by Amy Morrison of Pregnant Chicken
Miscarriage – 8 Things You Should Never Say
Around 1 in 4 known pregnancies end in miscarriage which means it’s still a pretty common occurrence.
When you think about it, every single baby that is born is a miracle. A mother frickin’ miracle. When you think of how many things fall into place to make that little person, it truly is an incredible thing. And when the pieces don’t fall into place it can be a devastating experience for the people looking forward to that little person being a part of their lives.
Whenever I hear that someone has miscarried the first thing I think is “I’m so sorry for their loss”, the second thing I think is “I hope people don’t accidentally say stupid shit to them”. Things like:
It wasn’t meant to be. It doesn’t cut it when they are out of your shoe size and it sure as hell doesn’t cut it when you’ve lost a baby.
It was God’s plan. A few people may find comfort in this statement but most would be downright offended so never throw that one out there.
You can have more. They are mourning THAT baby not any baby. I’m sad when they forget my side of fries so you can imagine what it’s like when someone finds out they aren’t going to have a whole person in their lives anymore.
It was probably from all your _______ (stress, jumping, eating, breathing, etc). Even if she was shooting heroin in the Ultimate Fighter Championship cage how on earth does someone think it would be any comfort to anyone to blame her for her loss? It is crappy so just button it.
There was probably something wrong with it. Not only are you insinuating that they conceived a less than perfect child, you are also saying that it isn’t worth mourning.
Maybe you’re not meant to have kids. Right because because fertility is such an excellent indicator of parenting ability. Way to piss in someone’s ear when they’re lying in the ditch. Be sure to tell them they look fat in those pants too.
At least you have your other children. So if someone has three children, they’d be willing to ditch one or two? Or how about, “Don’t worry that your arm and ear is missing because you have extra ones.”? Nope, not a good thing to say.
This isn’t bad, so-and-so had three miscarriages. Sure, someone, somewhere always has it worse but that doesn’t make the person feel better it just makes them feel like they aren’t entitled to feeling bad. They are.
You need to ________ (get on with your life, concentrate on the children you already have, whittle wooden whistles, etc). It’s one thing to suggest things that might get the loss off their mind but it’s another thing to tell them how to mourn. Some people hold it all in. Some people bawl and want to talk about it. Some people want to crawl in bed and feel like crap. None of them are wrong.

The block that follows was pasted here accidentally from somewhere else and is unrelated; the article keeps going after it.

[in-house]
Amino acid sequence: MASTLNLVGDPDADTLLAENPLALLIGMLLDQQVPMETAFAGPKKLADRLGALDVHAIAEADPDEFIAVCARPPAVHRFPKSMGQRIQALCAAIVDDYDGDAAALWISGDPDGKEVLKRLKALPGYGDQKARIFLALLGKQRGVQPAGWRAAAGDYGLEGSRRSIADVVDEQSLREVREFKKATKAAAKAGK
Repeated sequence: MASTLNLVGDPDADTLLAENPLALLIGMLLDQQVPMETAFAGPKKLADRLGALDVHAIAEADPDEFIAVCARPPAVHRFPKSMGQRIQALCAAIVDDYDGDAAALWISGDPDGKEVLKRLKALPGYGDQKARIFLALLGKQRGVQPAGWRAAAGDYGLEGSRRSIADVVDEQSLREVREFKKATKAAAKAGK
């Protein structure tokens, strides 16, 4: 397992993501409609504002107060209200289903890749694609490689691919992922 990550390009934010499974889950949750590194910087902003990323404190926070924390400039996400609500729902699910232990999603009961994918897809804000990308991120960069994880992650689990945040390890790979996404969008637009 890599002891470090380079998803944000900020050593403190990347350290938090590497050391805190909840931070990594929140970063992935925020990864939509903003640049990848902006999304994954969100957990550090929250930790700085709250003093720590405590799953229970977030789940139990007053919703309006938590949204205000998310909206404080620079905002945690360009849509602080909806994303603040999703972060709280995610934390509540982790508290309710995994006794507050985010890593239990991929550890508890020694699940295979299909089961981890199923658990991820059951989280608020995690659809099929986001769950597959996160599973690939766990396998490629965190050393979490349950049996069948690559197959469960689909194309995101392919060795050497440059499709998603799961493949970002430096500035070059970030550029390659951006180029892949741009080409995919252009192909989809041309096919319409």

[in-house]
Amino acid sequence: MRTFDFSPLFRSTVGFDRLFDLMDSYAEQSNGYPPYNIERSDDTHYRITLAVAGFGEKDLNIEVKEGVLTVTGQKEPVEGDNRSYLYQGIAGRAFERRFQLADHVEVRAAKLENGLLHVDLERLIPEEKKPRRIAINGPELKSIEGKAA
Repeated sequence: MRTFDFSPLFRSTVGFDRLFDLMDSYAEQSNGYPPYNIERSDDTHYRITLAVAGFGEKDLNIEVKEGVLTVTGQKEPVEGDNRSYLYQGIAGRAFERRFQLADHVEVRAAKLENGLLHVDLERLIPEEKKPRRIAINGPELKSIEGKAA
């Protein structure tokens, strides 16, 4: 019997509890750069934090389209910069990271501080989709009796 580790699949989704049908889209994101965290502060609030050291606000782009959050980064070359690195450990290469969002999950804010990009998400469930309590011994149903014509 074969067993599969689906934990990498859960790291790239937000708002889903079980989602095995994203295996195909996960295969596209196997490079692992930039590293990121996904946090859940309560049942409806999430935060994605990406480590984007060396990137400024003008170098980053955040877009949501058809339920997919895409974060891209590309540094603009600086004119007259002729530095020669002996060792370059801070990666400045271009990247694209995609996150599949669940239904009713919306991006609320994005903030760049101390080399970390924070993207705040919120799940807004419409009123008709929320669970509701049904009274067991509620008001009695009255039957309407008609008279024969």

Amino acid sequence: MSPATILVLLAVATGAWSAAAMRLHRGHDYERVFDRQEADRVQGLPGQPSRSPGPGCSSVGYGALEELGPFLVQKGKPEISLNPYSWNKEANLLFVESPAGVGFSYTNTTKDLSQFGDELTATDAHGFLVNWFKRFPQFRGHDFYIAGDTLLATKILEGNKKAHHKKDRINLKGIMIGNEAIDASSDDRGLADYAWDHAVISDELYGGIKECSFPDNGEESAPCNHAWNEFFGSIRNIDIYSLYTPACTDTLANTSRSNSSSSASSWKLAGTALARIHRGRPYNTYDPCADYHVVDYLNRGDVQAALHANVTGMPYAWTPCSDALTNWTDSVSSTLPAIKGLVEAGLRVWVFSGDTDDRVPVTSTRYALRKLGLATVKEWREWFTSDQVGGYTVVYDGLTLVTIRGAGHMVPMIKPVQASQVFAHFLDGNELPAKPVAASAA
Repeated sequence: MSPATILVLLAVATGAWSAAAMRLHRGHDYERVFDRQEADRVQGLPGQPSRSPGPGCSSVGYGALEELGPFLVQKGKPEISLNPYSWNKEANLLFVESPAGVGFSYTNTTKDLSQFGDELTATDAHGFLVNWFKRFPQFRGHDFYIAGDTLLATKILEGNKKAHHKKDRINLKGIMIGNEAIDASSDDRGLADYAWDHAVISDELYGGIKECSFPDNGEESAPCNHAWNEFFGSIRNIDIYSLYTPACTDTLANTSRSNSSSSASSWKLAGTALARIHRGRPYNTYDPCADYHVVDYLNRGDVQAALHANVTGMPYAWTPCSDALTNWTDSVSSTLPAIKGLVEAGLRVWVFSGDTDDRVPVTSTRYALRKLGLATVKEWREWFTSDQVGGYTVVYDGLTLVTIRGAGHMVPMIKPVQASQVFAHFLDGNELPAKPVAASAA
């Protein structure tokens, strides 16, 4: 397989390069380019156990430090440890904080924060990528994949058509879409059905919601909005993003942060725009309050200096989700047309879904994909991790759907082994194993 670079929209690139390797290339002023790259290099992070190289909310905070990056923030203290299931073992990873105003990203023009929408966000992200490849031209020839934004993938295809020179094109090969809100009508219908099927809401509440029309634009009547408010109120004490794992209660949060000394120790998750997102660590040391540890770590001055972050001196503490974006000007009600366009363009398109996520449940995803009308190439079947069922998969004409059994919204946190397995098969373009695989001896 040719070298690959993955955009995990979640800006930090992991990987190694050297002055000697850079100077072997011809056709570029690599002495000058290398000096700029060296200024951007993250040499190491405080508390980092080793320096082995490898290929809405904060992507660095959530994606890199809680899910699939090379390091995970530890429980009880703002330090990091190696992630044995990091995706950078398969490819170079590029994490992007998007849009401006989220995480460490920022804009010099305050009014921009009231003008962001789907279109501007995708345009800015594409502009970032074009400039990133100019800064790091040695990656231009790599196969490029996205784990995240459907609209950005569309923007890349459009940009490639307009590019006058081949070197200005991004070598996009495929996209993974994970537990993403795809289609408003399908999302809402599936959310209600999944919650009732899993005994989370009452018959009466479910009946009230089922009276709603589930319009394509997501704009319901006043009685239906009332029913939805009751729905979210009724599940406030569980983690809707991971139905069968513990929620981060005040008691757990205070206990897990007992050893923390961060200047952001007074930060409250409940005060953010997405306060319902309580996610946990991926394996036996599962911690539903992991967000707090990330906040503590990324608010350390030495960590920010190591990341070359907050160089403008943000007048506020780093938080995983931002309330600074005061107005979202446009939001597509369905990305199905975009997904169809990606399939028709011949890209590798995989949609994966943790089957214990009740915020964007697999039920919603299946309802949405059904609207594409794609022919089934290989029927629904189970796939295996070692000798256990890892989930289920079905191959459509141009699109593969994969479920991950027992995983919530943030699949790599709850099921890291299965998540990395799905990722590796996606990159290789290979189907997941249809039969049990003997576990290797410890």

At least you weren’t that far along. If I won the lottery, I would have it mentally spent in about 20 minutes. These couples have had weeks, if not months, to think about a baby that isn’t going to happen now. Saying something like that is just undermining their loss.
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When it all comes down to it, I know that people say these things because they are trying to make the person feel better and they don’t mean to be hurtful. On the flip side, people who avoid someone who has miscarried because they’re afraid to step in it, isn’t being helpful either.
I truly think one of the best things anyone can do when they find out someone has lost a baby is to listen. You can hear how they are grieving and see if there is anyway to help them, then help.
Some of the things that I think would be better to say and do:
- I’m so sorry for your loss.
- I had a miscarriage too. Let me know if you ever want to talk about it.
- I don’t know what to say but I’m here for you and I want to help.
- Do you want to talk about it?
- Offer to help with housework, babysitting, meals, etc.
- Call and check in because the pain doesn’t go away in a couple days.
If all else fails, stick it in a card if you’re too worried you’re going panic and put your foot in your mouth. The whole point to let the person know that they are being thought of and that they aren’t alone.
As for all you pregnant ladies, I can’t tell you not to worry because you probably will anyway but I can tell you that in researching this site, I’m finding there isn’t a heck of a lot you can do to change the outcome of a pregnancy — most of the no-nos just “turn the screws” a little one way or the other. Sometimes they stick and sometimes they don’t and it sucks when they don’t.
There is nothing we can do to guarantee we all get a healthy baby so that is all the more reason to rejoice when we do get one of those screaming, pooing, hungry little miracles.
More about our Booty Blogger:
Amy Morrison started Pregnant Chicken in early 2010 when, after both her pregnancies, she became frustrated by all the scare tactics
bombarding pregnant women and decided that there needed to be a
website that shed a little perspective on all the cautionary tales. In
her former life, she was the head of a creative department at an
advertising agency but now freelances as a graphic designer so she can be at home with her kids who are the are the light of of her life, the apples of her eye and the pains in her ass. Amy lives in Toronto with her two little boys, her husband and a couple of geriatric cats.